Two international delicacies caviar and escargot (snails) have birthed a new trend in French luxury gastronomy that is captivating international chefs: escargot caviar also known as snail caviar/eggs.
Snail eggs are more akin to Japanese salmon roe than traditional caviar, as they are larger and plumper.
The taste is described as one-of-a-kind on various gastronomy forums, some compare the flavor to endangered sturgeon caviar.
France and Japan are the leading markets but the United States is taking notice.
Celebrity chefs, such as Andrew Zimmern, are talking up snail caviar in travel food shows.
The escargot eggs are considered an exclusive, luxury food because they are farmed and quite rare given that one snail, over the course of a year, produces only 4 grams of eggs.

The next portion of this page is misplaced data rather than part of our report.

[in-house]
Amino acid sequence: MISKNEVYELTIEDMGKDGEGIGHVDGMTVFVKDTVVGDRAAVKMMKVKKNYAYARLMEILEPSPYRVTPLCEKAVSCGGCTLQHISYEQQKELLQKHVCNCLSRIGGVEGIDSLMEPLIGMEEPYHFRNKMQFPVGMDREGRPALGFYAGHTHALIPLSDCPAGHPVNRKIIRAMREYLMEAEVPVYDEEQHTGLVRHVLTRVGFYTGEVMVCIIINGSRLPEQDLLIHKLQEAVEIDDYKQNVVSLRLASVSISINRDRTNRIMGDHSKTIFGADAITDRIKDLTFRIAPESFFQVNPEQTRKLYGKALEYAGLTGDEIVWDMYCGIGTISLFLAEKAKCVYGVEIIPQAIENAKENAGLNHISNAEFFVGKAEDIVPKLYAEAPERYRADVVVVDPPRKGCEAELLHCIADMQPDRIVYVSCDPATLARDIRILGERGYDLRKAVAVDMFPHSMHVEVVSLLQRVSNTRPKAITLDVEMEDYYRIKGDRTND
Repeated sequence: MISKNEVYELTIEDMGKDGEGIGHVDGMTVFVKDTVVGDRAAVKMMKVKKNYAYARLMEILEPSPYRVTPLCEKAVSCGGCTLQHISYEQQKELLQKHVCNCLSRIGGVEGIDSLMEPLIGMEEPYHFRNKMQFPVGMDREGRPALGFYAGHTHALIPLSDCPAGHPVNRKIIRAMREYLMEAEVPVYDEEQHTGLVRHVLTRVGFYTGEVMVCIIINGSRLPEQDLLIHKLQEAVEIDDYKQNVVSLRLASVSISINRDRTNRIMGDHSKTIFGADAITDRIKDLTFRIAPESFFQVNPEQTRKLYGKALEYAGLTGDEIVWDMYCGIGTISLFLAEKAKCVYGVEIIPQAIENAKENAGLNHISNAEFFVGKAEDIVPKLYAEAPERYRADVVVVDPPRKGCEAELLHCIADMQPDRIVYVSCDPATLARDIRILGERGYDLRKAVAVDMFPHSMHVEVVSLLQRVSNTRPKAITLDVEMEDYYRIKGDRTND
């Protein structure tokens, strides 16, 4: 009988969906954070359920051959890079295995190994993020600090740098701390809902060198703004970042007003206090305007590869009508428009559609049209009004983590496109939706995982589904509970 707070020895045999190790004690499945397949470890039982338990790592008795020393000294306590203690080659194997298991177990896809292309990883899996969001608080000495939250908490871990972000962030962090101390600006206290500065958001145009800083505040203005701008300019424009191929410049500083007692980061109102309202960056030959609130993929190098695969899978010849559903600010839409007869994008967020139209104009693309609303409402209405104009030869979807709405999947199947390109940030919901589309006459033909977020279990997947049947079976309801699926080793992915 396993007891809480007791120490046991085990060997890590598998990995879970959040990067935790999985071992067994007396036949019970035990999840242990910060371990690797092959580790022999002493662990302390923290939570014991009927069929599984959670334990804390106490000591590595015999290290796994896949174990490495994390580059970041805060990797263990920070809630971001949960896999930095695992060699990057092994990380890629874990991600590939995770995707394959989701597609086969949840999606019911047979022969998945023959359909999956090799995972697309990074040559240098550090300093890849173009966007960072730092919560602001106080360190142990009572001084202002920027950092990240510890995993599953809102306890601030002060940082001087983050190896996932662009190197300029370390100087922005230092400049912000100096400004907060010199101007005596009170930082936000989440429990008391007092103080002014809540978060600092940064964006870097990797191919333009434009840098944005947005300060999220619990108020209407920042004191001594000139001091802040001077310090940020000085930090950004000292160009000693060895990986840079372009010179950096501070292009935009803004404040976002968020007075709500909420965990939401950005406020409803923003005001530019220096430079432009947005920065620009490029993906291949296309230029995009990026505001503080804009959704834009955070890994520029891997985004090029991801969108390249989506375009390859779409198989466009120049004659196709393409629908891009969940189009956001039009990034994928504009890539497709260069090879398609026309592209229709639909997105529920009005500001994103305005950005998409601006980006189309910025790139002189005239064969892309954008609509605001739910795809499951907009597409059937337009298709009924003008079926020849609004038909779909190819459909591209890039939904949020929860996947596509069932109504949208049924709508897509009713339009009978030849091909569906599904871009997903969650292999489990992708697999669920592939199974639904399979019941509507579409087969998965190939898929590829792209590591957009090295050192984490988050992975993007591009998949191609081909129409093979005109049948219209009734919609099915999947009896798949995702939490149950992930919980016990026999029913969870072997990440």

A kilo is sold to chefs for â‚¬1,200 and takes about 260 snails to produce; consumers can purchase 50 grams for about â‚¬80.
There are various retailers worldwide selling snail caviar, a few include: Harrods in London, Hediard and La Grande Epicerie in Paris, Boucherie du Molard and Lyzamir in Geneva, Loegismose in Denmark, Plantin in the USA, House of Caviar in the Netherlands.